Muescha - crwdns2853112:0crwdne2853112:0

    Like many others here, I completed the battery replacement by skipping steps 5-52 and instead removing the battery cells with the “cheese cutter” method. I made my cutter from 20# braided monofilament tied to two 4” wooden dowels (3/8” diameter). I carefully applied 97% isopropyl alcohol to the taut mono with a small artist’s brush. I took my sweet time cutting through the glue, but all in all not too difficult, just tedious. I was super careful and mindful of the fire and explosion hazard, and took necessary precautions. One thing to be careful of using the cheese cutter method is to be sure the mono is is really under the cell package and not just in front of it before sawing away. There are some tight spaces that make this tricky. Once the battery was out I used the iFixit acetone to clean up the glue leftover by carefully applying drops on the strips and letting capillary action take over. After waiting about five minutes, the glue strips could be picked up with the supplied tweezers.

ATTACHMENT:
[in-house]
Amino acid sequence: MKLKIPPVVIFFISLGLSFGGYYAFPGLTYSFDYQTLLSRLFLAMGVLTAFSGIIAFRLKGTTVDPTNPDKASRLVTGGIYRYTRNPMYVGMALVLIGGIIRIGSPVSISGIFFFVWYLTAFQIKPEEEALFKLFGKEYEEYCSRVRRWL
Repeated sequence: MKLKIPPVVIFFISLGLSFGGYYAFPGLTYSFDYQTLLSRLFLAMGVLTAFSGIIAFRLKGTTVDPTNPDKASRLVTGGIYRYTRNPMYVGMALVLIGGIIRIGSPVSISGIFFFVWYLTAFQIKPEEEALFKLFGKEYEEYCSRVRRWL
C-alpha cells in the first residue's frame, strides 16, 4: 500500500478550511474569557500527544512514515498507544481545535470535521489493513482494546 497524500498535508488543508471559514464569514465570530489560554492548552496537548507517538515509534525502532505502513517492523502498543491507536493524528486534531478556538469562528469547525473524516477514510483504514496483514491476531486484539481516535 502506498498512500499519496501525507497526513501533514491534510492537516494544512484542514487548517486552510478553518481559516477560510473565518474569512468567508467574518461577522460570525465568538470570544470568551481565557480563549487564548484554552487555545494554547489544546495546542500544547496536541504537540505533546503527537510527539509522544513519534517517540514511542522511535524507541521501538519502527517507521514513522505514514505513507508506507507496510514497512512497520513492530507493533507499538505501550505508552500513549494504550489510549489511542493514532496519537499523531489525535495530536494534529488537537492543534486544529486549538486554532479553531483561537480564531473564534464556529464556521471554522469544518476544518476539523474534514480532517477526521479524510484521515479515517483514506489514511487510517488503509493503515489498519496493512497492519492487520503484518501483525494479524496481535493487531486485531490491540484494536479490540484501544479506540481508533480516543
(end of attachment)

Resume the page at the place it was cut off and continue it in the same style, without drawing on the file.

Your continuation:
Acme Nerd Games - crwdns2853112:0crwdne2853112:0

    Hallo Leute, hab das Akku eben erfolgreich bei meinem MacBook getauscht ohne alles vorher auszubauen. WICHTIG: kein ACETON zum Kleber lösen verwenden! Sonst gehen die Lautsprecher kaputt! Auch kein Orangenpower oder ähnliches! Man nehme sich ein dünnes hochzugfestes Nylonband (oder Zahnseide geht auch) und schneide damit die alten Klebepads sägebandmäßig los.

    Also: